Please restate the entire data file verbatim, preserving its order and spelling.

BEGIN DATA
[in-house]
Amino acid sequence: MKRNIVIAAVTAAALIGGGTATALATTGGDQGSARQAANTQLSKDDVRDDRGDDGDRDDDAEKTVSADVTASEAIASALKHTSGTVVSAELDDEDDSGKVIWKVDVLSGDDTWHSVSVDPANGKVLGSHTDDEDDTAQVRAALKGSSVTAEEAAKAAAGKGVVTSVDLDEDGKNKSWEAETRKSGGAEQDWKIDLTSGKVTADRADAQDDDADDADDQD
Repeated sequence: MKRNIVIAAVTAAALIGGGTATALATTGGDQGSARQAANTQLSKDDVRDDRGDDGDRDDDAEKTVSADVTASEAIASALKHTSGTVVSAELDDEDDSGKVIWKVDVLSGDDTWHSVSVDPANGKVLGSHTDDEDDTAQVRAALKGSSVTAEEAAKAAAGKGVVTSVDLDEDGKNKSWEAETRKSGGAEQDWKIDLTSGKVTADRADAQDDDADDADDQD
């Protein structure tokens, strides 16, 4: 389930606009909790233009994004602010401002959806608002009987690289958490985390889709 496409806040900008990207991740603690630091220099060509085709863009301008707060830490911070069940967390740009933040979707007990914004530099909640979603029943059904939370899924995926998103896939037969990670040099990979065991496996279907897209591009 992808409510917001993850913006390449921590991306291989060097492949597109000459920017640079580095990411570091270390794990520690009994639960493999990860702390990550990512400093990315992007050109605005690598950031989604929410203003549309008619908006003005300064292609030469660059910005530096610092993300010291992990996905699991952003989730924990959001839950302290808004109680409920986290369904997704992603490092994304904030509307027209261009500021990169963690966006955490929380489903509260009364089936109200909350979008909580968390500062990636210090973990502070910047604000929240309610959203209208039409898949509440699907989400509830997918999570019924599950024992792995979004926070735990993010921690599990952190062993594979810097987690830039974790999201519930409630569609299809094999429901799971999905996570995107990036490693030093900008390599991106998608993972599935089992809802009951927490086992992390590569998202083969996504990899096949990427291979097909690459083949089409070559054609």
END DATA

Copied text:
[in-house]
Amino acid sequence: MKRNIVIAAVTAAALIGGGTATALATTGGDQGSARQAANTQLSKDDVRDDRGDDGDRDDDAEKTVSADVTASEAIASALKHTSGTVVSAELDDEDDSGKVIWKVDVLSGDDTWHSVSVDPANGKVLGSHTDDEDDTAQVRAALKGSSVTAEEAAKAAAGKGVVTSVDLDEDGKNKSWEAETRKSGGAEQDWKIDLTSGKVTADRADAQDDDADDADDQD
Repeated sequence: MKRNIVIAAVTAAALIGGGTATALATTGGDQGSARQAANTQLSKDDVRDDRGDDGDRDDDAEKTVSADVTASEAIASALKHTSGTVVSAELDDEDDSGKVIWKVDVLSGDDTWHSVSVDPANGKVLGSHTDDEDDTAQVRAALKGSSVTAEEAAKAAAGKGVVTSVDLDEDGKNKSWEAETRKSGGAEQDWKIDLTSGKVTADRADAQDDDADDADDQD
């Protein structure tokens, strides 16, 4: 389930606009909790233009994004602010401002959806608002009987690289958490985390889709 496409806040900008990207991740603690630091220099060509085709863009301008707060830490911070069940967390740009933040979707007990914004530099909640979603029943059904939370899924995926998103896939037969990670040099990979065991496996279907897209591009 992808409510917001993850913006390449921590991306291989060097492949597109000459920017640079580095990411570091270390794990520690009994639960493999990860702390990550990512400093990315992007050109605005690598950031989604929410203003549309008619908006003005300064292609030469660059910005530096610092993300010291992990996905699991952003989730924990959001839950302290808004109680409920986290369904997704992603490092994304904030509307027209261009500021990169963690966006955490929380489903509260009364089936109200909350979008909580968390500062990636210090973990502070910047604000929240309610959203209208039409898949509440699907989400509830997918999570019924599950024992792995979004926070735990993010921690599990952190062993594979810097987690830039974790999201519930409630569609299809094999429901799971999905996570995107990036490693030093900008390599991106998608993972599935089992809802009951927490086992992390590569998202083969996504990899096949990427291979097909690459083949089409070559054609």